Prestigious competition the Hamdan International Photography Award (HIPA) recently announced its 2019 winners. Among them was Malaysian photographer Edwin Ong Wee Kee, whose photo of a Vietnamese mother carrying two children won the Grand Prize of $120,000. However, a behind-the-scenes shot of this moving image has been going around. And it shows that, apparently, the winning photo of the HIPA contest was staged.
The topic of this year’s HIPA contest was Hope. According to the description, the image “documented an intense humanitarian moment.” The subject of the photo is “a Vietnamese mother whose speech disorder did not prevent her from feeling hopeful and evoking a sense of strength for her children.”
However, the behind-the-scenes shot shows a bunch of photographers around the same subject, most likely taking nearly-identical photos. This photo has been spotted on the Facebook page of Ab Rashid, who is a photographer and the founder of Street Photo BD Magazine. Etienne Bossot of Pics of Asia has also shared the photo, along with an article about the case of staging photos like this.
Bossot writes that this photo has been going around in Vietnam lately. He believes that the woman is posing for the photographers, adding that she is “probably an organized staged model for the photographers who don’t want to have to work very hard for their pictures.” While the image description states that the mother has a speech disorder, Bossot isn’t convinced that the photographers bothered to ask her about her story.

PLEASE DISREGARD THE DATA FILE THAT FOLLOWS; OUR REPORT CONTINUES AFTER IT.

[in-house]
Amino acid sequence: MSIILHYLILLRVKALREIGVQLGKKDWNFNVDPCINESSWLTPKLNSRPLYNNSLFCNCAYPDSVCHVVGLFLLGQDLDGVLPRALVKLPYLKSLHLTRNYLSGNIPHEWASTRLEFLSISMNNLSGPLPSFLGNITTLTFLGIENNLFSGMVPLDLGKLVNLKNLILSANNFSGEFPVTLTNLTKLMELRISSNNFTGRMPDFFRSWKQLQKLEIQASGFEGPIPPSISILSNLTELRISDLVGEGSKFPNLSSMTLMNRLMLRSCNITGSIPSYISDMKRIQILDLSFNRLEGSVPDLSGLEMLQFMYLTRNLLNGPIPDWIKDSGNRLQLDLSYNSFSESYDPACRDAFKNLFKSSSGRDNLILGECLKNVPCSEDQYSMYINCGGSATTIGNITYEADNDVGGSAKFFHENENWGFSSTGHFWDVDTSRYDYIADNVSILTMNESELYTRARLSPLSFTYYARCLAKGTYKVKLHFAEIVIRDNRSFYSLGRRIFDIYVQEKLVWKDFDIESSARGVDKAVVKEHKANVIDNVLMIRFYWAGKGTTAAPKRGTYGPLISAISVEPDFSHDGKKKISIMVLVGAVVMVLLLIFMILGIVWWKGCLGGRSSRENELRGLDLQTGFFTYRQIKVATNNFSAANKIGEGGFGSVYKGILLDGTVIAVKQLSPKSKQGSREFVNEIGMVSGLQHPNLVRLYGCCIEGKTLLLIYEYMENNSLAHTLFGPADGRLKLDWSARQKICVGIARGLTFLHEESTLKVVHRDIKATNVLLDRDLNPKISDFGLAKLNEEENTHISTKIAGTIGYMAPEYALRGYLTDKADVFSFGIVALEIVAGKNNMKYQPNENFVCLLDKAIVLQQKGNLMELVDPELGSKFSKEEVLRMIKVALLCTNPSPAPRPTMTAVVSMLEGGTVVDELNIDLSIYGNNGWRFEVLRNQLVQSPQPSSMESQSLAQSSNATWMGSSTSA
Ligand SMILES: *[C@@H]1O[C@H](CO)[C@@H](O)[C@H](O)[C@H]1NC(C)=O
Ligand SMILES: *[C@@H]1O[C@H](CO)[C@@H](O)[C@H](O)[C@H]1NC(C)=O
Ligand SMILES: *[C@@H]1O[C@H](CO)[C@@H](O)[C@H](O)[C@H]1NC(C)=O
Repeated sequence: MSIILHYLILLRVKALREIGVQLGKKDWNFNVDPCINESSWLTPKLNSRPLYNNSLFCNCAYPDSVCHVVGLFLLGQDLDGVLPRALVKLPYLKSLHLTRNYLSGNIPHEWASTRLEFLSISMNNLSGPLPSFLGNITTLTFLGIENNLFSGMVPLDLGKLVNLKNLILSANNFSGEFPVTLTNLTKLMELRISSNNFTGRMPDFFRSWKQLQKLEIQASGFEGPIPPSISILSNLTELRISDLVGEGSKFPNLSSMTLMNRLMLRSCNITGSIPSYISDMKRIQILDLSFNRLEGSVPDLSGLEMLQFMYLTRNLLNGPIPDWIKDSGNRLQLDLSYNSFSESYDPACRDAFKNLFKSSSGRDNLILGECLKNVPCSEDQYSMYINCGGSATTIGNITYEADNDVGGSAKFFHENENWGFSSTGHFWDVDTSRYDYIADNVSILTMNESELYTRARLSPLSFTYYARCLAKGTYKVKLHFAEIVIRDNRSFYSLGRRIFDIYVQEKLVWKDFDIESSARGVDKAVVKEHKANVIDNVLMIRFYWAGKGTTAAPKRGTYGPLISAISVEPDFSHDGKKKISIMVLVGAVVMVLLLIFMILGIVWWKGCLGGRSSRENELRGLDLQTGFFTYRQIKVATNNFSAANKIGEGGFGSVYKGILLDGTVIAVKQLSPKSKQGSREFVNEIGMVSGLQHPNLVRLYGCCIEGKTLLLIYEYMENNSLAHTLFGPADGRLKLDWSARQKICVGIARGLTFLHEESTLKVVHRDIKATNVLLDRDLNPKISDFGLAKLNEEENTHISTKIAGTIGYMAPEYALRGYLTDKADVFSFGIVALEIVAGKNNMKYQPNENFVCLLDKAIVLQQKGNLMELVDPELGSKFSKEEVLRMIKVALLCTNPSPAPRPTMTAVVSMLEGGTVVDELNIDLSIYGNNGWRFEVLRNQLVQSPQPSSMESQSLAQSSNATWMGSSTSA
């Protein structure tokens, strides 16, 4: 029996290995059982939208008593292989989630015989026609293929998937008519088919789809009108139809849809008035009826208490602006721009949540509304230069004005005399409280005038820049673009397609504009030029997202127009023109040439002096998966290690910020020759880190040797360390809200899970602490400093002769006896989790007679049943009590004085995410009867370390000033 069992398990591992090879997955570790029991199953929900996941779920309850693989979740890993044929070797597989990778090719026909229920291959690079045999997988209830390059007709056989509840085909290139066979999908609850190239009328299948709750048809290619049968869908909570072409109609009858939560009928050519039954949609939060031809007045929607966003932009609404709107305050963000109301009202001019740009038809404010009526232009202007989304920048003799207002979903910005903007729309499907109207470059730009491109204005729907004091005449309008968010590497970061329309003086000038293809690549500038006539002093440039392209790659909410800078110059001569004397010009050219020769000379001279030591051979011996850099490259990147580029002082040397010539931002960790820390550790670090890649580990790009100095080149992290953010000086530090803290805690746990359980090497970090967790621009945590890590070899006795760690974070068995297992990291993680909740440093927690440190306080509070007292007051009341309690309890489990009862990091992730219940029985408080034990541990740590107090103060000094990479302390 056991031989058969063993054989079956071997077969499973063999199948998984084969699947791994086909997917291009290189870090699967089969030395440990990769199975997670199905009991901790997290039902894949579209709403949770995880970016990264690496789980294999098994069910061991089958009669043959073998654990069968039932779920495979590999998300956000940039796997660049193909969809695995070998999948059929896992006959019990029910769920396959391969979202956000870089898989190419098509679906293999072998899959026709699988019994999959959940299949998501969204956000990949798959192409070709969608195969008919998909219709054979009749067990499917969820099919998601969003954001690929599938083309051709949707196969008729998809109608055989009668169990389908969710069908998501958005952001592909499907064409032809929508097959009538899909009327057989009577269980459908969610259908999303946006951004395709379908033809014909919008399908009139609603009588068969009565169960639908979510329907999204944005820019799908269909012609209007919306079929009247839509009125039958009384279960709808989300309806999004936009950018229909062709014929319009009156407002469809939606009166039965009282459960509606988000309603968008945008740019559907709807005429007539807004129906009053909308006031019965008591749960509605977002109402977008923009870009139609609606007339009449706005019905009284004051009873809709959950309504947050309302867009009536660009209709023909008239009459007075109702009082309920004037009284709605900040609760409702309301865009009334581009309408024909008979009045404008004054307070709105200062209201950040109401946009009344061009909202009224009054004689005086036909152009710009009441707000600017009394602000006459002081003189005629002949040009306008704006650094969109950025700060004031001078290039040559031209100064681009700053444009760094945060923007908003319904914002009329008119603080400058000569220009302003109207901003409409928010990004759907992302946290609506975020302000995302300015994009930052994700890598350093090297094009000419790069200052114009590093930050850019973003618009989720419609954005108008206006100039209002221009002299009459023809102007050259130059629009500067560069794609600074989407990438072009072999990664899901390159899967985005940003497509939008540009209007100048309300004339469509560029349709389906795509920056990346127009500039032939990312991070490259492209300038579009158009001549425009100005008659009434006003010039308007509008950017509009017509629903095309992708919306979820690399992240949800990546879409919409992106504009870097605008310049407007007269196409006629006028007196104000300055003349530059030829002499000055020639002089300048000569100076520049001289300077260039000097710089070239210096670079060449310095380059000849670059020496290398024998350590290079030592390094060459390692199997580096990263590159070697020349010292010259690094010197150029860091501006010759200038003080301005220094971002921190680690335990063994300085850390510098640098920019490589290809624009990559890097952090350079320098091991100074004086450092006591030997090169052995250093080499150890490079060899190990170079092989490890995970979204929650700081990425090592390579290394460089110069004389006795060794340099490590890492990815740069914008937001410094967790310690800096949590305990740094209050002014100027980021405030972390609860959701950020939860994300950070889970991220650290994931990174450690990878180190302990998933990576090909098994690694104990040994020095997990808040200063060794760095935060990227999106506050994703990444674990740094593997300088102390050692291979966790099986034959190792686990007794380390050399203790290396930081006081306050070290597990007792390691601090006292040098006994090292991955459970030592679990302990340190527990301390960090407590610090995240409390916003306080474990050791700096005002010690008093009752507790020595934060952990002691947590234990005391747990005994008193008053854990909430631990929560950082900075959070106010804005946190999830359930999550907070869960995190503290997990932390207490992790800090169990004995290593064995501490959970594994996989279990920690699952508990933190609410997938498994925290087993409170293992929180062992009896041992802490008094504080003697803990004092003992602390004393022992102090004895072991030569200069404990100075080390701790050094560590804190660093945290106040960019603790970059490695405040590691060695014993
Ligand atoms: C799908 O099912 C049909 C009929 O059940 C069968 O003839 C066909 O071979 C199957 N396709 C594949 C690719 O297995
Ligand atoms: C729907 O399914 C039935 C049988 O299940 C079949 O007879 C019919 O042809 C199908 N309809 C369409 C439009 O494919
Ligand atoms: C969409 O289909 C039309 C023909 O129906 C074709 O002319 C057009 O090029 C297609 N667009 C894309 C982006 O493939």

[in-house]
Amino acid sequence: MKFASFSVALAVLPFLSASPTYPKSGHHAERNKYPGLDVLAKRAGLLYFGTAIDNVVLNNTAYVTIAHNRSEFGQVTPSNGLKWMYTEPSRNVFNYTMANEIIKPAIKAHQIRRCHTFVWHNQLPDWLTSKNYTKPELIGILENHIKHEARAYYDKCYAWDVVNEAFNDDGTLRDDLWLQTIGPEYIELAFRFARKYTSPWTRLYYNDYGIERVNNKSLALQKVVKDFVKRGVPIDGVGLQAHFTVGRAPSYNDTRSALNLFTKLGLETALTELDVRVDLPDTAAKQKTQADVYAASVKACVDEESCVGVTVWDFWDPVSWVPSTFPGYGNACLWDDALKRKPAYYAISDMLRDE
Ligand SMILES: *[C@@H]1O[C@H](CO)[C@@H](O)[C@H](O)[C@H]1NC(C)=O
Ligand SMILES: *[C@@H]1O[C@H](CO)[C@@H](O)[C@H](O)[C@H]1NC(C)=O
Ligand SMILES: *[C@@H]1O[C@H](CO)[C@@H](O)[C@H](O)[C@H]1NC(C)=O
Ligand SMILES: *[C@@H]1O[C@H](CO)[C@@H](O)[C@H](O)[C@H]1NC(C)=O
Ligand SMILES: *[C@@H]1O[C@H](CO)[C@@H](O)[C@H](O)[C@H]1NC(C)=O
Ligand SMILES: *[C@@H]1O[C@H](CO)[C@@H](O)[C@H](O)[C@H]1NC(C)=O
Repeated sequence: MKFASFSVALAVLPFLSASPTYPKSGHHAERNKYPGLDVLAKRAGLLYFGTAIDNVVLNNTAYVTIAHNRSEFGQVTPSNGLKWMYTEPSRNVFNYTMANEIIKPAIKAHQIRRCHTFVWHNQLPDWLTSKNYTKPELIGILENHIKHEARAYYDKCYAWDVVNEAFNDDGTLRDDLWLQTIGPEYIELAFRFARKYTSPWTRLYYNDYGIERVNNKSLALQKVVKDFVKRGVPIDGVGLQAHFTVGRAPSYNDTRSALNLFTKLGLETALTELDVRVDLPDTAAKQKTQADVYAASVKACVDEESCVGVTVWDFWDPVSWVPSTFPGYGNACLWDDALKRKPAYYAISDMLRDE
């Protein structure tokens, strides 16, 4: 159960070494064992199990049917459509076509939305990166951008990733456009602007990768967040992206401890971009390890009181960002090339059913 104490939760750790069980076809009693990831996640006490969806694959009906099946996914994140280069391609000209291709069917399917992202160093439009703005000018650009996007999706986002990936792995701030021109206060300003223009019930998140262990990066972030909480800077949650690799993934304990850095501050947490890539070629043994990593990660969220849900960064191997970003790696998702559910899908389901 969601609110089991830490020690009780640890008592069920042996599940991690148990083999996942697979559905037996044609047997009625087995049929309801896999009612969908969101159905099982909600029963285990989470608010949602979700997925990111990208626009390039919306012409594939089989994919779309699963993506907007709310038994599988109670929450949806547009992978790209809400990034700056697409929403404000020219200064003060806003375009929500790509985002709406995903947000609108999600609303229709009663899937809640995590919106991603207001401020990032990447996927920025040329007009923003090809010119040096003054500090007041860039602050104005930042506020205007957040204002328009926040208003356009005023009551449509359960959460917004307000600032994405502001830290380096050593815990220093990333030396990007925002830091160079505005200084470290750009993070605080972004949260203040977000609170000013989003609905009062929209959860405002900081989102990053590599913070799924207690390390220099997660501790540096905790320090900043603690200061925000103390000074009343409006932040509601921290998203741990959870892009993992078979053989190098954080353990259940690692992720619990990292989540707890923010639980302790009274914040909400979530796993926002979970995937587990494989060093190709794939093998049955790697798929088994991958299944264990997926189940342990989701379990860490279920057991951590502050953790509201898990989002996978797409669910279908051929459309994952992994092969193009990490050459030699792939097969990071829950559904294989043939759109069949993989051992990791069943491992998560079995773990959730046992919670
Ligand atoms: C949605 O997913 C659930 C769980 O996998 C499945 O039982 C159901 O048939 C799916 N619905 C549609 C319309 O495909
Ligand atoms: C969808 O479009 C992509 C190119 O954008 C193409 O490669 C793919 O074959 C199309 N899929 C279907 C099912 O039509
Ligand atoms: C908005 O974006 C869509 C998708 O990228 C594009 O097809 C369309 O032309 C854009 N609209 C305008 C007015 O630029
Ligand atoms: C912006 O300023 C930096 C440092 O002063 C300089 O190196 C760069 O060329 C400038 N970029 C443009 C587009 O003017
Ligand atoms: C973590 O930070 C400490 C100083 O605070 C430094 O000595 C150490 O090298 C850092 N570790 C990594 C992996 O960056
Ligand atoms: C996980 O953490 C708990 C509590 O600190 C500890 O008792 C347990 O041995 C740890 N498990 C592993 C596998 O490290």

The claim that the winning photo was staged, along with the BTS shot, have caused a strong reaction in the community. However, Ong Wee Kee claims that the photo was taken spontaneously. He told The Star that he and some other photographers went to the rice field, where the mother passed by carrying her children. “We then asked her whether we could take her photo of which she willingly sat down and allowed us to take her photo,” the photographer claims. He adds that none of the photographers asked her to stand up or sit down, and that she was still there and didn’t move until they left.
As far as I know, it’s not rare anymore that travel photographers stage models like this and market their photos as being spontaneous. And it’s certainly not cool. There have also been even bigger cases of faking, such as that Nikon photo contest from 2016. Or the BBC faking some scenes in its Human Planet documentary.
However, in the photographer’s defense, the topic of the contest isn’t photojournalism. Therefore, there’s no rule that the photo can’t be staged. After all, even the famous Migrant Mother was allegedly staged, so maybe this whole thing has been blown out of proportion.
What do you think? Does a staged photo deserve to win this sort of contest?
[via Light Stalking, Pics of Asia]
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